Chapter 10 Options

New EMS installation/retrofit upgrade

Energy management systems range broadly in level of complexity. More complex systems have a greater number of “points”—monitoring points (inputs) and control points (outputs)—which typically translate into higher energy saving potential, as well as higher installation cost. More complex systems are more fully automated and require minimal manual adjustment by building operations staff once the systems
are operational.

According to the California Energy Commission, any building with a peak demand over 200 kW should consider employing an EMS.1 Additionally, if an existing EMS is over 12 years old, full system replacement should be considered.2 If a host company currently employs an EMS that has been installed within the last 12 years, it may be advantageous to undertake a retrofit upgrade to a more sophisticated system. A retrofit upgrade can often be accomplished by installing and connecting additional sensor and control points to the existing EMS system and reprogramming the software to incorporate the added equipment. An EMS specialist can advise on the feasibility of retrofit upgrades.

Selecting the correct system for a given building requires considering the needs and capabilities of the company’s operations staff. Clearly, a company should not invest in a system with features it is unlikely to fully utilize. The best EMS for a given company is the system that maximizes energy savings potential per dollar invested. An EMS specialist should present a range of installation or upgrade options
accompanied by estimates of energy savings potential and installation cost. These estimates, along with knowledge of host company needs, can provide the basis for analysis of whether an EMS installation or upgrade is worthwhile and what level of system is best for the company.

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Costs and rebates: The cost of an EMS installation or upgrade varies greatly depending on the number and type of sensor and control components installed. Table 10.1 provides a rough estimate of the cost of new systems of varying degrees of complexity. Upgrades typically cost approximately $1,100 per point.3 On a case-by-case basis, PG&E will provide rebates per verified kW of load rediced as a result of an EMS or EIS installation or upgrade.4

Financial case study: In 2002, Swinerton moved into a new 67,000-square-foot headquarters at 260 Townsend in San Francisco. The existing building management system (BMS) was 20 years old and in need of replacement. Swinerton installed a new Emcor BMS with timed start-up and shutdown for lighting and HVAC. The new BMS system also allowed Swinerton to track energy use on each floor separately (sub-metering) and to charge the groups using each floor their true portion of the energy costs. The BMS installation cost $40,000 and reduced electricity and gas costs by 50%, achieving a 1.7-year payback period for the project.5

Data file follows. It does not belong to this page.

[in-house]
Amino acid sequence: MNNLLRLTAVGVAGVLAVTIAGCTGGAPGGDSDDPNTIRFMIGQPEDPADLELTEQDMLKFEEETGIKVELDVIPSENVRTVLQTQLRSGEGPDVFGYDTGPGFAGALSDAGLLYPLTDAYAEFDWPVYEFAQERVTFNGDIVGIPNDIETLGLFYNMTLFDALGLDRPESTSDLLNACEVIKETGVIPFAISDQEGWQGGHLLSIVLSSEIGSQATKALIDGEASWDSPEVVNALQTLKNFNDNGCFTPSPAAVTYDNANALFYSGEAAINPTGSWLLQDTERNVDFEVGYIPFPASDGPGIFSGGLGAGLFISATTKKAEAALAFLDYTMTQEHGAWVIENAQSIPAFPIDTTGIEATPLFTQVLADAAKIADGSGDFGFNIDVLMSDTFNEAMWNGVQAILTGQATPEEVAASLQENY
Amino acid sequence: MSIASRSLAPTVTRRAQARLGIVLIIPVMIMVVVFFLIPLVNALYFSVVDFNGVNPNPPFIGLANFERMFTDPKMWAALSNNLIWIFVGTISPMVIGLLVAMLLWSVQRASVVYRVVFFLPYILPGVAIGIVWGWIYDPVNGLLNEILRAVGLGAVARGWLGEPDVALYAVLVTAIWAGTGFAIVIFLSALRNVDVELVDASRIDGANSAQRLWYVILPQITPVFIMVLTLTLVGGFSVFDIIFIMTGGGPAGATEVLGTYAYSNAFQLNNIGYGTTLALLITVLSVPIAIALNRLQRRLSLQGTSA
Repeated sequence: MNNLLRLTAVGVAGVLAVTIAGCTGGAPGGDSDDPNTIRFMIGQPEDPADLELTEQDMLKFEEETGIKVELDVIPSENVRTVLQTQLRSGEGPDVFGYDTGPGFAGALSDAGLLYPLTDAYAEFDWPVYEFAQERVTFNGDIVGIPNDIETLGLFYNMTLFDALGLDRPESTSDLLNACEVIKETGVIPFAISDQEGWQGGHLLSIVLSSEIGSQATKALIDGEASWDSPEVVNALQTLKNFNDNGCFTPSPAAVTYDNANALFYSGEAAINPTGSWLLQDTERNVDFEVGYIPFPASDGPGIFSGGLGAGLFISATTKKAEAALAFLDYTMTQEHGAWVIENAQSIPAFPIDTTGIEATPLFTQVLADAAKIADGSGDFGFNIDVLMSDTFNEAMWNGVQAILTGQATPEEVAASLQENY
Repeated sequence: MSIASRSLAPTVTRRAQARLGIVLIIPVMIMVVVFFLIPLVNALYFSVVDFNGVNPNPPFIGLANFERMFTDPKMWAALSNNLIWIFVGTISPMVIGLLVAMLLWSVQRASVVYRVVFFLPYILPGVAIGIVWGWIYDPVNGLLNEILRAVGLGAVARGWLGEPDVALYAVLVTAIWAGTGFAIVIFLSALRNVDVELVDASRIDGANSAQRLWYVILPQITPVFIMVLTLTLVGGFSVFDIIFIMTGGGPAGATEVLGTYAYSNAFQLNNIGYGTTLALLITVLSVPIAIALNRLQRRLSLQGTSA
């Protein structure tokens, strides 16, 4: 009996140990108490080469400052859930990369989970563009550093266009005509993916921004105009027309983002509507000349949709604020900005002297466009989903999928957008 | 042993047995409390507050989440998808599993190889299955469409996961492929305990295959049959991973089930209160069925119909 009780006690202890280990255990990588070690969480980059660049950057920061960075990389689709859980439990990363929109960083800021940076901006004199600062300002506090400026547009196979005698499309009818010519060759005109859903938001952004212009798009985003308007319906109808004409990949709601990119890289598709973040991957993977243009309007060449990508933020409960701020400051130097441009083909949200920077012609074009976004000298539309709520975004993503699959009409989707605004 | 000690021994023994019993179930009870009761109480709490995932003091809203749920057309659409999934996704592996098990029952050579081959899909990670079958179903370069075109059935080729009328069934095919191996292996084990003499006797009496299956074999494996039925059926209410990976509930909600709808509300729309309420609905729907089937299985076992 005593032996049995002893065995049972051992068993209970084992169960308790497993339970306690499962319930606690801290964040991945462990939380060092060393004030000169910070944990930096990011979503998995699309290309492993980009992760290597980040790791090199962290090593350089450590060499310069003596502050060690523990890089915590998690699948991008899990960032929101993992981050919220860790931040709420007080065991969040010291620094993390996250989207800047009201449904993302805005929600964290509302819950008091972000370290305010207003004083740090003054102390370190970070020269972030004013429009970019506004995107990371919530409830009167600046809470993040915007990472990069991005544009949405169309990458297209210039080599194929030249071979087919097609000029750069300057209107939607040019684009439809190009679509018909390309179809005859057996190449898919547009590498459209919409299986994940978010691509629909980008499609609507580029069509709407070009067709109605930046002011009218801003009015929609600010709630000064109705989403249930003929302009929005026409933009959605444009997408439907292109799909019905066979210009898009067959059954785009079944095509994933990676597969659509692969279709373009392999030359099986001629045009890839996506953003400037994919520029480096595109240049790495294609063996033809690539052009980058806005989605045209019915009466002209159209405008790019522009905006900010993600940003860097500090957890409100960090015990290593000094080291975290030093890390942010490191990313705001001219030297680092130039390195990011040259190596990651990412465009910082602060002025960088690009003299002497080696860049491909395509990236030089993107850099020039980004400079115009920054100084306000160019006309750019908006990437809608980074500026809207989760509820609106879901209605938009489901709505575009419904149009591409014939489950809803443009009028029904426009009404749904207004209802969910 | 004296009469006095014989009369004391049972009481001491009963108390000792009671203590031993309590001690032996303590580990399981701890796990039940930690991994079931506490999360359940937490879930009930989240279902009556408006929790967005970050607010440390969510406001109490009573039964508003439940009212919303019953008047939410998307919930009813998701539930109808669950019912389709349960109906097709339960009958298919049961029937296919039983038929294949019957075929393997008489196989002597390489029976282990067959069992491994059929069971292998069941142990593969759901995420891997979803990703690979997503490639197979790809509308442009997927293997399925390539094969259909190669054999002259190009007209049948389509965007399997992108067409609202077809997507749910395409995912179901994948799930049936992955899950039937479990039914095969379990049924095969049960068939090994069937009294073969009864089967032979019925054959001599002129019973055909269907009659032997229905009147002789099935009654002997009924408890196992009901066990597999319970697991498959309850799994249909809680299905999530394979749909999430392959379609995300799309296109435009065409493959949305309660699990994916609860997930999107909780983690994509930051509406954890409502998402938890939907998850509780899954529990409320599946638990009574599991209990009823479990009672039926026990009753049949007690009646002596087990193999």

Financial case study: Until 2001, the 1.4-million-square-foot Hewlett Packard (HP) campus in Roseville, California, was operating an EMS with limited automation, which required labor-intensive manual adjustment of controls in order to curtail energy loads during peak demand events. Using funds available from the California Energy Commission and the local municipal utility (Roseville Electric), HP upgraded its EMS and added additional sensor and control points for ventilation and lighting systems. The changes gave HP the capability to shed 1.5 MW of its 10.9 MW peak demand without disrupting occupants. HP now uses the EMS load-shedding capabilities on a day-to-day basis, saving $1.5 million annually in energy costs as a result. The EMS upgrade cost $275,000, but incentives covered $212,000 of the project cost, giving HP a payback of less than one month on the project.6


Additional information

For more information on EMS installation and retrofit upgrades, consult:
• California E nergy Commission. “Enhanced Automation: Technical Options Guidebook,” Section 5—Energy Management Systems. Accessible at http://www.energy.ca.gov/enhancedautomation/documents/400-02-005F_TECH_OPTIONS.PDF
• California Energy Commission. “Enhanced Automation: Business Case Guidebook.” Accessible at http://www.energy.ca.gov/enhancedautomation/documents/400-02-005F_BUSINESS_CASE.PDF

For more information on EIS and load curtailment programs consult:
• California E nergy Commission. “Enhanced A utomation: T echnical Options Guidebook,” Section 6—Energy Information Systems. Accessible at http://www.energy.ca.gov/enhancedautomation/documents/400-02-005F_TECH_OPTIONS.PDF


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